Gun Culture and Liberal Ableism
Donald Trump is a man who has become “Presidential” because he gave a speech without screaming. He is a man who eats his steak the wrong way, inspiring ridiculous think pieces on the subject. His Attorney General committed perjury about his communications with a foreign government. But among liberals, the Trump story du jour is a repeal of a regulation against selling guns to the mentally ill. On this subject, they slip outside of gun control and into something more bipartisan. They slip into painting the mentally ill as dangerous monsters.
The responses I’ve seen to this news from liberals range from “Wow, mentally ill people should not have guns” to “This is horrible and people will die because of it” to “Clearly Trump wanted to repeal this law because he wants to buy a gun.” I would hope the ableism contained in that latter sentiment is obvious, so I’ll stick to the former.
Immutable Gun Culture
First, let me say this: Gun culture is a part of large portions of American society. Boatloads of people will see a policy that bans firearm ownership for a vaguely defined group of “mentally ill” and refuse to seek treatment. That’s how important guns are to a significant number of Americans.
With that out of the way, let’s dive into what’s behind this opposition to the mentally ill owning guns.
What we see, and what we miss
Every time there is a mass shooting in the United States, there is the standard pundit debate. “Regulate the sale of guns” vs “Laws wouldn’t have stopped this!” It’s more or less a script at this point. After the standard arguments are made, both camps settle on some variation of “We need better services for the mentally ill.” It’s a point of consensus, and yet the improvement in services never materializes. Throwing our hands up and saying “Mental illness” is a subtle but insidious form of ableism. It paints the mentally ill as not only dangerous and violent but The Only People Who Could Do This.
The first implication in talking about mental illness in the context of a shooting is assuming the shooter is mentally ill. Most of these proclamations come before the shooter has a professional evaluation. Often the professionals conclude that the shooter doesn’t have a violent mental illness. The Charleston shooter went out of his way to stress to the jury that he did not suffer from any form of mental illness. Rather, he became radicalized by a violent white nationalist ideology. Attributing mental illness to shooters furthers the stigma against mental illness. Doing so associates the shooter with the other 42.5 million Americans who suffer from mental illness. Not only that, it also sweeps the true motivations of the shooter under the rug. In the case of the Charleston shooter, that’s an ideology of violence and hatred. This ideology is flourishing in online communities. Rather than focus on the ideology, people attribute the violence to mental illness. They do this based only on the armchair analysis that “anyone who would do this is sick.” In so doing, they miss the chance to, for example, condemn racism. The narrative becomes “the shooter says he deserves the death penalty — he’s probably mentally ill.” This misses the truth: The shooter is seeking the death penalty to become a martyr for a racist cause.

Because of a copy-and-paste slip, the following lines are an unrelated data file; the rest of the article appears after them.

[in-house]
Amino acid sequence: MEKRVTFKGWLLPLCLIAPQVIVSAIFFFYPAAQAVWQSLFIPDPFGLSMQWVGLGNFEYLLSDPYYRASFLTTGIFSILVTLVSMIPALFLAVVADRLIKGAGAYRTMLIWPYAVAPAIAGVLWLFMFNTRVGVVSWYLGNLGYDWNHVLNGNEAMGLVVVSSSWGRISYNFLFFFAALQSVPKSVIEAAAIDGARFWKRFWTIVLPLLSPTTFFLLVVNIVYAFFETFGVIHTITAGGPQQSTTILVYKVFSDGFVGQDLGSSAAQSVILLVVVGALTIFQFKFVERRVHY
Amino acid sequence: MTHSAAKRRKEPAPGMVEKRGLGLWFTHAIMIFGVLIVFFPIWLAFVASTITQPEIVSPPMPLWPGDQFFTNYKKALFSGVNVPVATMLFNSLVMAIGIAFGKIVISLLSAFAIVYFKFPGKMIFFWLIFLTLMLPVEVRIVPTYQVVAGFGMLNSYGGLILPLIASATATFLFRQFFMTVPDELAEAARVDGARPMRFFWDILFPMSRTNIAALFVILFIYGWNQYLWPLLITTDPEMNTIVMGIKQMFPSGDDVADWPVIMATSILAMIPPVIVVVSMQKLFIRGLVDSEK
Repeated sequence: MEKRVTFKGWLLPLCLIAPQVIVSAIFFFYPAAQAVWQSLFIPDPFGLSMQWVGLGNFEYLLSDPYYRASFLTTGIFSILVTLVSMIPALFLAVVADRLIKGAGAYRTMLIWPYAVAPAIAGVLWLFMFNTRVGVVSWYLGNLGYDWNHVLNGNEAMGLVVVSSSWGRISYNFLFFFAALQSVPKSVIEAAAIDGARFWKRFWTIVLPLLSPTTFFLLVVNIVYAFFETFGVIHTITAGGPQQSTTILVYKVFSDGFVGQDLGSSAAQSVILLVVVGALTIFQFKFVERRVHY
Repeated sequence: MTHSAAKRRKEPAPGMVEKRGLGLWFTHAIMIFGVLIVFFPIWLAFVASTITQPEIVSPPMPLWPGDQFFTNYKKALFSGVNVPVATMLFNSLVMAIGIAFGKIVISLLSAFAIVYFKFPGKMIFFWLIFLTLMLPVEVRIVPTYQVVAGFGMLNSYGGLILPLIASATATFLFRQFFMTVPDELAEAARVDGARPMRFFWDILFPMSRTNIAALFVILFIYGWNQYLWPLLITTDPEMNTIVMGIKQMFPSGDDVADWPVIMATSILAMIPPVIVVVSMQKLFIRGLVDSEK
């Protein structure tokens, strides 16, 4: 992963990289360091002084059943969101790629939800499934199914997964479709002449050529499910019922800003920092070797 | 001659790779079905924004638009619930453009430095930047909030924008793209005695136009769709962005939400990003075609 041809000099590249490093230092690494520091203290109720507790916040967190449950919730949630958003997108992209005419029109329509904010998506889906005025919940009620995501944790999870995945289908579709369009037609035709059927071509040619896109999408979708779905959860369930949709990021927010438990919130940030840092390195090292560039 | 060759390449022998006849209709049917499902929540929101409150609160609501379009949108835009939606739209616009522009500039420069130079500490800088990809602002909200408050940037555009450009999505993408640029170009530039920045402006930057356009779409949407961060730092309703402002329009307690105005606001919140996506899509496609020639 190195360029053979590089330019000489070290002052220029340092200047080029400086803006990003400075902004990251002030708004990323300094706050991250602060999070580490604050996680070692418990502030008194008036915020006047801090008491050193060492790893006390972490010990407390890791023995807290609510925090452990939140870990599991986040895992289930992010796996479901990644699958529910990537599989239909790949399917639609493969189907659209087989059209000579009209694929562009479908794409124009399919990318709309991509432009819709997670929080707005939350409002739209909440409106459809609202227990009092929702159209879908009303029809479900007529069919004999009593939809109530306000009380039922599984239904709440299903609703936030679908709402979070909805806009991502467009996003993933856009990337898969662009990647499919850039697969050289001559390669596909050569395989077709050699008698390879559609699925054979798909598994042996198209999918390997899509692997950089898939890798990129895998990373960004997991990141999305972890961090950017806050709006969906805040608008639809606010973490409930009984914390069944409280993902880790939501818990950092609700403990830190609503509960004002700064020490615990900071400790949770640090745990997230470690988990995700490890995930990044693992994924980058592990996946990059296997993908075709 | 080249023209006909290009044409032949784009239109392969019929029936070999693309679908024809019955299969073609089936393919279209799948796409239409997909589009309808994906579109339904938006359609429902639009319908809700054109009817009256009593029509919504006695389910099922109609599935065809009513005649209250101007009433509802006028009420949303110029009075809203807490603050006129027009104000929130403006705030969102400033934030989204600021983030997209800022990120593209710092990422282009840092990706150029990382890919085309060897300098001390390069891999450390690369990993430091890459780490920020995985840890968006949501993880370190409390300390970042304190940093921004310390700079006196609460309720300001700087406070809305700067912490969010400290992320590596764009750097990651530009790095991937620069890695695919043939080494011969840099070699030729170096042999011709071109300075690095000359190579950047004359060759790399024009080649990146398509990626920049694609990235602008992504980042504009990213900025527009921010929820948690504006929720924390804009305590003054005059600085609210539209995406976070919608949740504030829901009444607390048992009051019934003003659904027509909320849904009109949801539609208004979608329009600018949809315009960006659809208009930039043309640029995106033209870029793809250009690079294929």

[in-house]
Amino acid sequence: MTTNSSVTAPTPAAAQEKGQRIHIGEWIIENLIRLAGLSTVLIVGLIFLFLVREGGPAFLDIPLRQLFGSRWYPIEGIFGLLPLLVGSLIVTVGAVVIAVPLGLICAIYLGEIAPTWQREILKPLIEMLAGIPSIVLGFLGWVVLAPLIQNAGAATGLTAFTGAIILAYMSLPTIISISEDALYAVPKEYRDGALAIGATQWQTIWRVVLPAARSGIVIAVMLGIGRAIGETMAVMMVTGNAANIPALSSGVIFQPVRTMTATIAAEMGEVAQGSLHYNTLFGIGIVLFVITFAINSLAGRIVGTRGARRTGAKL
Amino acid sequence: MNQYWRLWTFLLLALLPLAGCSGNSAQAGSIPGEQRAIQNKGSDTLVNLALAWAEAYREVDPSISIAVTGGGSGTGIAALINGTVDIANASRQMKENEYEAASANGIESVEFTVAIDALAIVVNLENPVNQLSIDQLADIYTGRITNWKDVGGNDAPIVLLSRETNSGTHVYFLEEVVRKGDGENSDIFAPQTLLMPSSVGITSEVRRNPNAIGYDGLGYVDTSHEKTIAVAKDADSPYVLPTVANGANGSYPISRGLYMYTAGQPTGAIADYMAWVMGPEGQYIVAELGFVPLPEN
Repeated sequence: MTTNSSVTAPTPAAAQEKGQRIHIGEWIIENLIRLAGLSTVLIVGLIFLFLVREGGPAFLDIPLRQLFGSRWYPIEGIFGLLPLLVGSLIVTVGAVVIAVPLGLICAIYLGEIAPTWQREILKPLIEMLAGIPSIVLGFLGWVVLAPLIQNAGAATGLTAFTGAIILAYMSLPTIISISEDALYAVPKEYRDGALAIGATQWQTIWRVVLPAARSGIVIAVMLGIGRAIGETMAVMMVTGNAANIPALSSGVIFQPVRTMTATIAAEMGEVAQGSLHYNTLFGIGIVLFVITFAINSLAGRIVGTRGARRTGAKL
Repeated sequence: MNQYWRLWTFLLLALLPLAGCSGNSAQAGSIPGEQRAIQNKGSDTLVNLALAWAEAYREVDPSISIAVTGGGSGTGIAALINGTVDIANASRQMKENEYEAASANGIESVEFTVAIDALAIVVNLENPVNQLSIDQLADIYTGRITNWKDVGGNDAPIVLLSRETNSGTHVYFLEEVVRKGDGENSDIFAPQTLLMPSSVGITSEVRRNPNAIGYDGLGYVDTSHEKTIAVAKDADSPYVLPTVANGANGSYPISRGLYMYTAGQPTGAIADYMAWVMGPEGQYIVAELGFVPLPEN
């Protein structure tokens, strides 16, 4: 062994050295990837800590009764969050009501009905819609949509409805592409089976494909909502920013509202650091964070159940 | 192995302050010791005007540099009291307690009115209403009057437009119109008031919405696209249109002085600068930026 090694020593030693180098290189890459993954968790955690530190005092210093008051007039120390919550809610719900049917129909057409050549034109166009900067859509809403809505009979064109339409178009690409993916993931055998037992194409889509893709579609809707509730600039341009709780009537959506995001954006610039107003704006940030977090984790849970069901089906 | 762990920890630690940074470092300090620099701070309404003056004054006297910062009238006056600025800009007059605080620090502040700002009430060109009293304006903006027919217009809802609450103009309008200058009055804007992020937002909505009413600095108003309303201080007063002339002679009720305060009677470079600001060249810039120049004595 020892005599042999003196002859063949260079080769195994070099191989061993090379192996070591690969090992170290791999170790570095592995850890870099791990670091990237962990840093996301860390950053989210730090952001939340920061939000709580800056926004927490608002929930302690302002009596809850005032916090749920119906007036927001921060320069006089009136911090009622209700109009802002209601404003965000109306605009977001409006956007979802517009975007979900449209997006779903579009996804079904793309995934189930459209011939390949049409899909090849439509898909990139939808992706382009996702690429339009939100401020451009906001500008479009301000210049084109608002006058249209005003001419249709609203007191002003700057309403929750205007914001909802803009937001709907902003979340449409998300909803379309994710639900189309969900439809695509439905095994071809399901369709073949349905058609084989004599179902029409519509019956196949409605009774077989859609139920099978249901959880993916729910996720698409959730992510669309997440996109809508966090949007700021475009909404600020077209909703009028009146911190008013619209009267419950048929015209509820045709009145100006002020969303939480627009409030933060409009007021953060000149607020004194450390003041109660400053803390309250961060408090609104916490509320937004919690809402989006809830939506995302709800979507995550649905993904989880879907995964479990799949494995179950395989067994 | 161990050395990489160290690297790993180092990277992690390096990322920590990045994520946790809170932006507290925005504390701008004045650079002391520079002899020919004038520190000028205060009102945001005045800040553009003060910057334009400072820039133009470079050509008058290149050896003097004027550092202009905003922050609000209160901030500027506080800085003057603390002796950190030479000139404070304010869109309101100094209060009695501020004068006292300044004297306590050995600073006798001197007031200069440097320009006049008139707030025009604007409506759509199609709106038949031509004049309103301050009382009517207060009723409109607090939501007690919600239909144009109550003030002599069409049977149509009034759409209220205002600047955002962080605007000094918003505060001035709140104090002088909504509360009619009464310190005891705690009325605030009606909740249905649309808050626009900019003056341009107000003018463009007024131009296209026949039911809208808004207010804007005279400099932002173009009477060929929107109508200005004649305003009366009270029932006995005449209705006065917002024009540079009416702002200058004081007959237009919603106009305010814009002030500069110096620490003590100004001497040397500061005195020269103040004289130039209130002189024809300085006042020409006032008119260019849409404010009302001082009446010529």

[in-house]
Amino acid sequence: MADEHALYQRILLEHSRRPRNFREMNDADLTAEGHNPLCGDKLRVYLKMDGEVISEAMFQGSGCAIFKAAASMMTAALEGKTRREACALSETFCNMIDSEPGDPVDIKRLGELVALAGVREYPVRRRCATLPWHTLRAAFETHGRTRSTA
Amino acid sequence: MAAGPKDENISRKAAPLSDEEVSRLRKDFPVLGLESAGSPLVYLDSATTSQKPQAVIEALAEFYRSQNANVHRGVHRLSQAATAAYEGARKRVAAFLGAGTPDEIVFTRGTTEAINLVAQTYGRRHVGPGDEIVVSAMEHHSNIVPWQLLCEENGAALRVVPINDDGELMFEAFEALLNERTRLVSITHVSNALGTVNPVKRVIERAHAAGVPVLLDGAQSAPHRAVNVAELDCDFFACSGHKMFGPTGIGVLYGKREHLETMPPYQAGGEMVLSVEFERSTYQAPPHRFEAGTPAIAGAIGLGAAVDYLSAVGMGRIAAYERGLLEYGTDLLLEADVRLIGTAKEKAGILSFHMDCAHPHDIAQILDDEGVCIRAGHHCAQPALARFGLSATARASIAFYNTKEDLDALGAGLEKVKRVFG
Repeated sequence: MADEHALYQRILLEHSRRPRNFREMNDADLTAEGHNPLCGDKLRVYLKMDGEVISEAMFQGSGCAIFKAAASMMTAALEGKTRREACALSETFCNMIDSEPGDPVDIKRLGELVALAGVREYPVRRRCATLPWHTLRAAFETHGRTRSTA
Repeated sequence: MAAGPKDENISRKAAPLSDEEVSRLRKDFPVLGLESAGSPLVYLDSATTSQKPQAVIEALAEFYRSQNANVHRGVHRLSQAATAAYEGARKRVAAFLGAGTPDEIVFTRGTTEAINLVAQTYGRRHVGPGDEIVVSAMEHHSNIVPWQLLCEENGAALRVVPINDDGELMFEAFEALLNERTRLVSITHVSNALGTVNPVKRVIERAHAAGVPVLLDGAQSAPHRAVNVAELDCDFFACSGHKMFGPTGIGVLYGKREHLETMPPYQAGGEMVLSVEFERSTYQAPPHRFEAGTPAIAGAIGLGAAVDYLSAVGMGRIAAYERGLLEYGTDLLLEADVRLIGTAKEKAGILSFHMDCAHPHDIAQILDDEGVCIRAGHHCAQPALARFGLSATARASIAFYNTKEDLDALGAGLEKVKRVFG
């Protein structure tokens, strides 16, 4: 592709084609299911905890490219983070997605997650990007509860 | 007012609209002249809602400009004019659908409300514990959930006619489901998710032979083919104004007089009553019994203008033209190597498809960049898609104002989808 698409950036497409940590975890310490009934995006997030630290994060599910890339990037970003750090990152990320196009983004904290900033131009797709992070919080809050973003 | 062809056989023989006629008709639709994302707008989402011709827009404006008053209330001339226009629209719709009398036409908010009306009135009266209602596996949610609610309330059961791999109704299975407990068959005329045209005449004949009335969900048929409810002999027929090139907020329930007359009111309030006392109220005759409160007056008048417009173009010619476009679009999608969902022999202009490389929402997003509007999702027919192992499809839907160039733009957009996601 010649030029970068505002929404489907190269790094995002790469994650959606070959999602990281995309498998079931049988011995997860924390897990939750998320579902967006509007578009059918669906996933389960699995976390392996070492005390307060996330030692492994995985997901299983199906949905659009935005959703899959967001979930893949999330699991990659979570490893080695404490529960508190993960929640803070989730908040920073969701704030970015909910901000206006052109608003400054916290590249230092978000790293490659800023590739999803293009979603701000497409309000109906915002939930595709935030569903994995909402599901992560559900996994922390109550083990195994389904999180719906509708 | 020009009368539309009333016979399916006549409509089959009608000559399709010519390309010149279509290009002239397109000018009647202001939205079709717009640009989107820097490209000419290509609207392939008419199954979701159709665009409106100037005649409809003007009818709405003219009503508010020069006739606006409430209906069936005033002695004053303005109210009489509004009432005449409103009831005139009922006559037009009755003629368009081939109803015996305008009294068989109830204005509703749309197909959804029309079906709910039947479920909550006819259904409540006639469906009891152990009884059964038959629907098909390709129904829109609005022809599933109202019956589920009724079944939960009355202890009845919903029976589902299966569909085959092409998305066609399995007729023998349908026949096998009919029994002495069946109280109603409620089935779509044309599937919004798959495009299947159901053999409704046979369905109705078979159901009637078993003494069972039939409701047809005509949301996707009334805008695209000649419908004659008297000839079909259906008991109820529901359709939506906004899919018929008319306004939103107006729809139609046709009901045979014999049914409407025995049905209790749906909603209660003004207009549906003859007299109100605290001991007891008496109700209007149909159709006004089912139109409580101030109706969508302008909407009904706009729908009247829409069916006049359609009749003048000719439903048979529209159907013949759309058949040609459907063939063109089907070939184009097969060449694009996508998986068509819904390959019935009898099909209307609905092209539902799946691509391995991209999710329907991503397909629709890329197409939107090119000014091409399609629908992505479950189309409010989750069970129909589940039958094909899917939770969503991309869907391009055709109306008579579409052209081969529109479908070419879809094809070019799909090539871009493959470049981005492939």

The second thing that’s implied is a more subtle guilt by association. If mental illness is what caused a shooter to do this, that means mental illness is dangerous. That means that mentally ill people are dangerous. Dangerous enough for a President whose gun control priorities are unable to pass through Congress to scapegoat them. Meanwhile, it still looks to the President’s base as if he did something meaningful.
But not everyone should have a gun!
Before anyone accuses me of being an NRA shill who wants to go to an inpatient facility and pass out Glocks, I should clarify. There are some people who shouldn’t have weapons of any kind. But it’s interesting to me that the discourse surrounding this repeal centers on schizophrenics with a history of violence.
The Obama rule didn’t prevent delusional schizophrenics from buying a gun. It prohibited selling guns to people incapable of managing their financial affairs. That determination is made by the Social Security Administration. The rule was a practice of blanket discrimination. It barred gun ownership based on an unrelated factor. People affected would then have to prove to Social Security that they weren’t dangerous. Even left-leaning groups like the American Civil Liberties Union urged Congress to repeal the rule.
Let’s assume, though, that this was a bill barring schizophrenics from owning guns. This would be on the basis that it’s a particular type of mental illness associated with higher rates of violence. At the risk of sounding like a slippery slope fallacy — why stop there? What about post-traumatic stress disorder, which can also manifest in violent ways? What about clinical depression — guns can be used for suicide, too, after all. (In fact, almost two-thirds of firearm-related deaths are suicides.) Once we’ve established a norm of limiting access based on mental illness, it becomes easier to limit access based on more insidious means. Gender dysphoria is listed in the DSM-V, for example. If you think right-wingers are above painting trans people as dangerous, I’d encourage you to look at the rhetoric surrounding restroom access.
It’s clear what happened here. Liberals accepted the low-hanging fruit of discrimination against the mentally ill. In exchange, they furthered gun control, which was a pet issue for them at that moment in time. Now that Congress is rolling the regulation back, it’s another point to oppose Trump — never mind the implicit ableism, we’ve got a bigot to stop!